12 March 2012

500 New Fairytales Discovered In Germany


A whole new world of magic animals, brave young princes and evil witches has come to light with the discovery of 500 new fairytales, which were locked away in an archive in Regensburg, Germany for over 150 years.
The tales are part of a collection of myths, legends and fairytales, gathered by the local historian Franz Xaver von Schönwerth (1810–1886) in the Bavarian region of Oberpfalz at about the same time as the Grimm brothers were collecting the fairytales that have since charmed adults and children around the world.
Last year, the Oberpfalz cultural curator Erika Eichenseer published a selection of fairytales from Von Schönwerth’s collection.

Von Schönwerth spent decades asking country folk, labourers and servants about local habits, traditions, customs and history, and putting down on paper what had only been passed on by word of mouth.
In 1885, Jacob Grimm said this about him: “Nowhere in the whole of Germany is anyone collecting [folklore] so accurately, thoroughly and with such a sensitive ear.”
Grimm went so far as to tell King Maximilian II of Bavaria that the only person who could replace him in his and his brother’s work was Von Schönwerth.
Von Schönwerth compiled his research into a book called Aus der Oberpfalz — Sitten und Sagen, which came out in three volumes in 1857, 1858 and 1859. The book never gained prominence and faded into obscurity.
PRECIOUS FIND 
While sifting through Von Schönwerth’s work, Eichenseer found 500 fairytales, many of which do not appear in other European fairytale collections. For example, there is the tale of a maiden who escapes a witch by transforming herself into a pond. The witch then lies on her stomach and drinks all the water, swallowing the young girl, who uses a knife to cut her way out of the witch. However, the collection also includes local versions of the tales children all over the world have grown up with including Cinderella and Rumpelstiltskin, and which appear in many different versions across Europe.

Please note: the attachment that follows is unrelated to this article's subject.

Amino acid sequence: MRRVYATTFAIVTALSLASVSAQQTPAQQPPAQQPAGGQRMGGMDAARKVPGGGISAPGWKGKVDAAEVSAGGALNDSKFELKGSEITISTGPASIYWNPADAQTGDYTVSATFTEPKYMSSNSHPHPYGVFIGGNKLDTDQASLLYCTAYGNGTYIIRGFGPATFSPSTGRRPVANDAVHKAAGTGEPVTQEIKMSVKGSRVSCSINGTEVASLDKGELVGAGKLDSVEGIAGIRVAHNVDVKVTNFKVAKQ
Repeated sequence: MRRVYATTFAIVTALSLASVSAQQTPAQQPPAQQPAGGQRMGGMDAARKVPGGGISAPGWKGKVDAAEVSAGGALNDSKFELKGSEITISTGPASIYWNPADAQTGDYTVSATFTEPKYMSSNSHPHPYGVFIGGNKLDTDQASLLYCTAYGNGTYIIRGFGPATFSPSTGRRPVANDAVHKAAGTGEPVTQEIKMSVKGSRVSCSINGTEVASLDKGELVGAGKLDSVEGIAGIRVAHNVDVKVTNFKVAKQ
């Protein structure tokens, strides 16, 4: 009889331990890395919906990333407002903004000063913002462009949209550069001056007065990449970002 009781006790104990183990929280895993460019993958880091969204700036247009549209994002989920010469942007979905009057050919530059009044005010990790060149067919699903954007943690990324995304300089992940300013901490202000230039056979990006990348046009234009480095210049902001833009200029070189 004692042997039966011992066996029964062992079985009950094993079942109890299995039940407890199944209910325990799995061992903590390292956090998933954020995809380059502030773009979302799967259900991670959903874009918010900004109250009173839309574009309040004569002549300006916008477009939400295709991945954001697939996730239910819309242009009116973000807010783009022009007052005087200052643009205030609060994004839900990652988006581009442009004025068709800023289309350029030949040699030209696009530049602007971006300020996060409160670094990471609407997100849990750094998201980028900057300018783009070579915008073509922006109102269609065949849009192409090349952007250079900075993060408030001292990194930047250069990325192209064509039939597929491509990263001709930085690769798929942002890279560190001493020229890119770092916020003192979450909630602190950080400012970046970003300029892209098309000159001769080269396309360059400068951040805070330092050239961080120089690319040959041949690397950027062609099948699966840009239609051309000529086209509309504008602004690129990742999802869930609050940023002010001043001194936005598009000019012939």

Von Schönwerth was a historian and recorded what he heard faithfully, making no attempt to put a literary gloss on it, which is where he differs from the Grimm brothers. However, says Eichenseer, this factual recording adds to the charm and authenticity of the material.
Eichenseer says the fairytales are not for children alone. “Their main purpose was to help young adults on their path to adulthood, showing them that dangers and challenges can be overcome through virtue, prudence and courage.”
mb.com.ph

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